Based on the definition employed by Supreme Court Justice Potter Stewart in 1964, best execution is the opposite of hard-core pornography: no one seems to know it when they see it. Despite this (at best) fuzzy standard, FINRA and the SEC still require all broker-dealers to obtain best execution for their customers when they place orders for execution.  Because the historic guidance on obtaining best execution is all over the place, and therefore of limited utility, FINRA celebrated the Holiday season by releasing Regulatory Notice 15-46, about best execution, subtitled “Guidance on Best Execution Obligations in Equity, Options and Fixed Income Markets,” to try to clear things up.

There are some fairly interesting things buried in this Notice.

First, as an initial observation, it is worth noting that, like 99% of its Regulatory Notices, FINRA characterizes 15-46 as a “reminder” of guidance supposedly issued previously. Sometimes that’s true, but, other times, as discussed below, it is a much more dubious proposition.  FINRA is legally prohibited from creating new obligations or standards in Regulatory Notices (or through Enforcement actions); that can only come out of the rule-making process.  Nevertheless, it often seems that so-called “reminders” are, in fact, brand new propositions.

Second, harkening back to some earlier blog posts about FINRA’s increasingly frequent willingness to blur the lines between broker-dealers and investment advisors, and, more specifically, the suitability standard which governs the former and the fiduciary standard which governs the latter, FINRA states at the outset of 15-46 that “a broker-dealer’s obligation to obtain best execution of a customer’s order in any security is based, in part, on the common law agency duty of loyalty, which obligates an agent to act exclusively in the principal’s best interest.” This use of the phrase “best interest” – essentially a synonym for “fiduciary duty” – clearly reveals that, at least to some degree, FINRA is already holding broker-dealers to a higher standard than the law presently requires.[1]  It is bad enough when a customer’s lawyer makes that fallacious argument in the context of an arbitration, but it is downright regrettable when the principal regulator cannot get it right.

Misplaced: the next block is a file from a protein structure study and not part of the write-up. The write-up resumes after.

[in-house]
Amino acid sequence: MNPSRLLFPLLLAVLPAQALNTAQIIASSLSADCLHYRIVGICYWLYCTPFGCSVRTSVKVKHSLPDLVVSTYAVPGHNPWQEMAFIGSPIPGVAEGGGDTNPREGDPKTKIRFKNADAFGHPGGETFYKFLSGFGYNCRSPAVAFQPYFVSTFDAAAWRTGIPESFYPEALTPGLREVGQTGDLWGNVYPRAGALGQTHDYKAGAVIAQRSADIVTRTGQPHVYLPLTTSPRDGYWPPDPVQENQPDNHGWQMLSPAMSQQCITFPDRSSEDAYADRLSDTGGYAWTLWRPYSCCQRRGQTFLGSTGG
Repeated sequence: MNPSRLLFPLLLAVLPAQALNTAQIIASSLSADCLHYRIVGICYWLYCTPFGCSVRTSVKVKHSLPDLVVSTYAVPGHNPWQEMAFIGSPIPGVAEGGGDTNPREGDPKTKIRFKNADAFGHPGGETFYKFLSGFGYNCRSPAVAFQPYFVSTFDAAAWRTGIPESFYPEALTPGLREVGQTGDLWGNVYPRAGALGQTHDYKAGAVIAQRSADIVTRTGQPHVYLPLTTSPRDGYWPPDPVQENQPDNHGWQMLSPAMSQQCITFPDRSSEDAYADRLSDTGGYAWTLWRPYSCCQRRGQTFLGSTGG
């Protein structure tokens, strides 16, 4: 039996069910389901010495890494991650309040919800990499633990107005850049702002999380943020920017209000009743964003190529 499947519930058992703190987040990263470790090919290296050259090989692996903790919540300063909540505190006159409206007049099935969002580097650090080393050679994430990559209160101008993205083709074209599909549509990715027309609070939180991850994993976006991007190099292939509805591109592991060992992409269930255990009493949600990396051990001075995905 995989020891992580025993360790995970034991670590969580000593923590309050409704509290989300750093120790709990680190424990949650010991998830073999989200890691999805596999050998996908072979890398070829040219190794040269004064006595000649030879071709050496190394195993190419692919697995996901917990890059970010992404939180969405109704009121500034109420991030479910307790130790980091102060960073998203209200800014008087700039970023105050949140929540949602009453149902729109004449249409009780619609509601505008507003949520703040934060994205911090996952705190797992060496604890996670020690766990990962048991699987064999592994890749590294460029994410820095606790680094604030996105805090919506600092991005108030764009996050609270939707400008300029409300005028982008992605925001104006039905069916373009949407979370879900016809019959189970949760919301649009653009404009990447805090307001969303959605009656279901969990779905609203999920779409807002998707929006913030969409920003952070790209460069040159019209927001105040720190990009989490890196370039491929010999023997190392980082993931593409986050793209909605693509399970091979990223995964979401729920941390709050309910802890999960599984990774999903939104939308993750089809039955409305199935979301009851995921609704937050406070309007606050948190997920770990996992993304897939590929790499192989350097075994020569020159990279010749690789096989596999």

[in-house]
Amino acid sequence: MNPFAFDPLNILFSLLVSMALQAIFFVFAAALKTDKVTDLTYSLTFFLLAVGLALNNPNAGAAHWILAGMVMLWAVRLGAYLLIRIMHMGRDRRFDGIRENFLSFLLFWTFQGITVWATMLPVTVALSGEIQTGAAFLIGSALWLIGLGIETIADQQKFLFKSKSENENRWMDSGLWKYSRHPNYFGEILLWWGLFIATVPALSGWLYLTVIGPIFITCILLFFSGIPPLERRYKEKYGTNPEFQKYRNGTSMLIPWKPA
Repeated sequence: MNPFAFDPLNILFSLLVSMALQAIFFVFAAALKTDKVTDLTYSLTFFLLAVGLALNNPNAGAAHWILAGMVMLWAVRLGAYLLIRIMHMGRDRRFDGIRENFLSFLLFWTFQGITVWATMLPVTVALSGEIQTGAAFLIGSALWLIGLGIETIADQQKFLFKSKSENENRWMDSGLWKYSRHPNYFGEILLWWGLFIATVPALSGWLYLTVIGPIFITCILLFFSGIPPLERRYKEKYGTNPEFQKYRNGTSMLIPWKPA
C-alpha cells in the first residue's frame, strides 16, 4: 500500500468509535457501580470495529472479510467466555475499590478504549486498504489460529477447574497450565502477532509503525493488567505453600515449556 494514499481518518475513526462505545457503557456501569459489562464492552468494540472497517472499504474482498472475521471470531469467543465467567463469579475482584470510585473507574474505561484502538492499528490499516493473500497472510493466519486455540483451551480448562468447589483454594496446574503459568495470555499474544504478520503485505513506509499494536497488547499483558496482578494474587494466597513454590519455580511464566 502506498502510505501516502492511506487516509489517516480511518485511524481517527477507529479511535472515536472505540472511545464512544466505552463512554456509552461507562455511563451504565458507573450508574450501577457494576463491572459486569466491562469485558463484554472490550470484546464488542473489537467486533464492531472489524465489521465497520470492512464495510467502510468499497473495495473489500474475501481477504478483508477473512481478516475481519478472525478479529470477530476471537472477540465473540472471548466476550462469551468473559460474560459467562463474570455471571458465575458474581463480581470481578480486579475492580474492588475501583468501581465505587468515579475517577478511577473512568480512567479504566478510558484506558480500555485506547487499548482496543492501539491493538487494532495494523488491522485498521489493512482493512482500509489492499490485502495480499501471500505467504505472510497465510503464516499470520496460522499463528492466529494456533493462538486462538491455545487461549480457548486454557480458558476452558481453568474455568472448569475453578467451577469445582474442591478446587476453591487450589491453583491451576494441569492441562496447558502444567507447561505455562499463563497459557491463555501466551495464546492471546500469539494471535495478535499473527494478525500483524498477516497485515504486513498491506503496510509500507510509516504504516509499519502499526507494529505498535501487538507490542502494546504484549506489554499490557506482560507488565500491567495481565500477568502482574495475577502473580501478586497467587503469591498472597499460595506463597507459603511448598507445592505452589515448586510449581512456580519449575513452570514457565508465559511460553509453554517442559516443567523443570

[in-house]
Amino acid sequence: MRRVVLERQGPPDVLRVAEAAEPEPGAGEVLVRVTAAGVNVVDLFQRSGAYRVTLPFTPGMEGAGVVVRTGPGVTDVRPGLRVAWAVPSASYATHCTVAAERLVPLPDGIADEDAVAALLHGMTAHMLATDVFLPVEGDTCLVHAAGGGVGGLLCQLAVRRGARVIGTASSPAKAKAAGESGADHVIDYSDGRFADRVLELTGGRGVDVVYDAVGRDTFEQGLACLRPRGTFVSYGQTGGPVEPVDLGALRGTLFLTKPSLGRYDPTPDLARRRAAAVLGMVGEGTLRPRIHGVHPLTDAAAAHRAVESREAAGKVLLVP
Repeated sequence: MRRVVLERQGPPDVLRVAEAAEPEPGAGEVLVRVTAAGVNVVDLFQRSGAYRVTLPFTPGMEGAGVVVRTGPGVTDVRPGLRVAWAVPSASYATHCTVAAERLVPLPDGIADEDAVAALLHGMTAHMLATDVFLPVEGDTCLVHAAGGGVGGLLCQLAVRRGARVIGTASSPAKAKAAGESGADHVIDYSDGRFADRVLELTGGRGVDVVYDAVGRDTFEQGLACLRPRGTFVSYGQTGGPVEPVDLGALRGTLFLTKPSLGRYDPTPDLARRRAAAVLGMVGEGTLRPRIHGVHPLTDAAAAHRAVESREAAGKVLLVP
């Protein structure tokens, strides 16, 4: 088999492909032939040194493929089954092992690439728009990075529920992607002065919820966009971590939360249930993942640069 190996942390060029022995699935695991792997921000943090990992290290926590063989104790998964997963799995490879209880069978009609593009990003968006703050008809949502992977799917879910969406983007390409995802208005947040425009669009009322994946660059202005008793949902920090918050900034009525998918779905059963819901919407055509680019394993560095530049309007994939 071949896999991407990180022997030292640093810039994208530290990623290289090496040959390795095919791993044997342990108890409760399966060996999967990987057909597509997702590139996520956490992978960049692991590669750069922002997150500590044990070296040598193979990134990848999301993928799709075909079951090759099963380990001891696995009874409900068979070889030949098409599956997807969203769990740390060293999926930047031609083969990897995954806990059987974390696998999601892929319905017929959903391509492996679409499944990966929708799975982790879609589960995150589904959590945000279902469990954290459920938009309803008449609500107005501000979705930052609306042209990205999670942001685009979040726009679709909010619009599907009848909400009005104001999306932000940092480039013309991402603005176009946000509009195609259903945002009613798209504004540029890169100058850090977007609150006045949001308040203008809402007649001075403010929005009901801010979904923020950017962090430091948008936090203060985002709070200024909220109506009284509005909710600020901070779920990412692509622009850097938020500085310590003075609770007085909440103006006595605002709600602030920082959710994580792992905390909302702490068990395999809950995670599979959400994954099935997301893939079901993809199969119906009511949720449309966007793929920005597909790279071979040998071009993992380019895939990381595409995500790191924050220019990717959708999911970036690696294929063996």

The most noteworthy takeaway from 15-46 concerns a firm’s obligation to conduct a “regular and rigorous” review of its best execution. Historically, that has meant a periodic review – perhaps monthly or quarterly – conducted on a look-back basis, to determine that the prices obtained in executions are both quantitatively and qualitatively appropriate.[2]  The reason the review is done retrospectively is that there may not be time to do it upon receipt of an order, since orders have to be executed “fully and promptly,” and searching for the “best” venue for order execution can take some time.

Notwithstanding this, FINRA has now concluded that “given developments in order routing technology, order-by-order review of execution quality is increasingly possible for a range of orders in all equity securities and standardized options.”  The Notice goes on to say: “A firm that chooses not to conduct an order-by-order review for some orders must have procedures in place to ensure that it periodically conducts a regular and rigorous review of execution quality for those orders.”  Finally, FINRA admonishes that “[f]irms choosing to conduct a regular and rigorous review must conduct the reviews, at a minimum, on a quarterly basis; however, Supplementary Material .09 to Rule 5310 notes that firms should consider, based on the firm’s business, whether more frequent reviews are needed.”